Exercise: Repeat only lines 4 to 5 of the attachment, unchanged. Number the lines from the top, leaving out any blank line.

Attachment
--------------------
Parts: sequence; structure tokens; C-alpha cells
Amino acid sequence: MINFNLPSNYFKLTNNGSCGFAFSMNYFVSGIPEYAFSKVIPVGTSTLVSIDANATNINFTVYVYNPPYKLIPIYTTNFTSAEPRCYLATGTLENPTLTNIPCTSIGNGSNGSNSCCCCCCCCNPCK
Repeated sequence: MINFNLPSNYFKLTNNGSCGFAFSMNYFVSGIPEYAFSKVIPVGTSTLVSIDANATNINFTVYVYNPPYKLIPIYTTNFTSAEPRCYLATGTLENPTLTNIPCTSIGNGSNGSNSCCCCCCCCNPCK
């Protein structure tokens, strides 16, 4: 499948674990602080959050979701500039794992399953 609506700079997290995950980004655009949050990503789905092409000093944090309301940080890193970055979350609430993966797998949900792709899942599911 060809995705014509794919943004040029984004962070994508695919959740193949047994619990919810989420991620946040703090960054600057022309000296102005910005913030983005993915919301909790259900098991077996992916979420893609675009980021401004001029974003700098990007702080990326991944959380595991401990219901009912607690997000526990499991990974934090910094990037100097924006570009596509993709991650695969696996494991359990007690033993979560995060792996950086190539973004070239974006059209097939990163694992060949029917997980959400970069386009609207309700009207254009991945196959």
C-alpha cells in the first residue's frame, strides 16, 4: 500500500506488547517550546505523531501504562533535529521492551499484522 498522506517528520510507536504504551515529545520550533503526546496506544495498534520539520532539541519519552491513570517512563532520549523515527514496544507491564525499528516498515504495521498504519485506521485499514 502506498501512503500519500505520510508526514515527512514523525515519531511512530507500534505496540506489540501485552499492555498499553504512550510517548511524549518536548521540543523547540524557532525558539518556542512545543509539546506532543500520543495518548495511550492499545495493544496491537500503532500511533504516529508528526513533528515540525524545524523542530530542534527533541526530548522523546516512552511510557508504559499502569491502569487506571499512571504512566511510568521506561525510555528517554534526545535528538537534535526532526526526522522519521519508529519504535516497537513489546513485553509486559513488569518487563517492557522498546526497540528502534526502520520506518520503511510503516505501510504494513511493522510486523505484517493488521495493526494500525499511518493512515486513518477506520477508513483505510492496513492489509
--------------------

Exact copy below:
């Protein structure tokens, strides 16, 4: 499948674990602080959050979701500039794992399953 609506700079997290995950980004655009949050990503789905092409000093944090309301940080890193970055979350609430993966797998949900792709899942599911 060809995705014509794919943004040029984004962070994508695919959740193949047994619990919810989420991620946040703090960054600057022309000296102005910005913030983005993915919301909790259900098991077996992916979420893609675009980021401004001029974003700098990007702080990326991944959380595991401990219901009912607690997000526990499991990974934090910094990037100097924006570009596509993709991650695969696996494991359990007690033993979560995060792996950086190539973004070239974006059209097939990163694992060949029917997980959400970069386009609207309700009207254009991945196959």
C-alpha cells in the first residue's frame, strides 16, 4: 500500500506488547517550546505523531501504562533535529521492551499484522 498522506517528520510507536504504551515529545520550533503526546496506544495498534520539520532539541519519552491513570517512563532520549523515527514496544507491564525499528516498515504495521498504519485506521485499514 502506498501512503500519500505520510508526514515527512514523525515519531511512530507500534505496540506489540501485552499492555498499553504512550510517548511524549518536548521540543523547540524557532525558539518556542512545543509539546506532543500520543495518548495511550492499545495493544496491537500503532500511533504516529508528526513533528515540525524545524523542530530542534527533541526530548522523546516512552511510557508504559499502569491502569487506571499512571504512566511510568521506561525510555528517554534526545535528538537534535526532526526526522522519521519508529519504535516497537513489546513485553509486559513488569518487563517492557522498546526497540528502534526502520520506518520503511510503516505501510504494513511493522510486523505484517493488521495493526494500525499511518493512515486513518477506520477508513483505510492496513492489509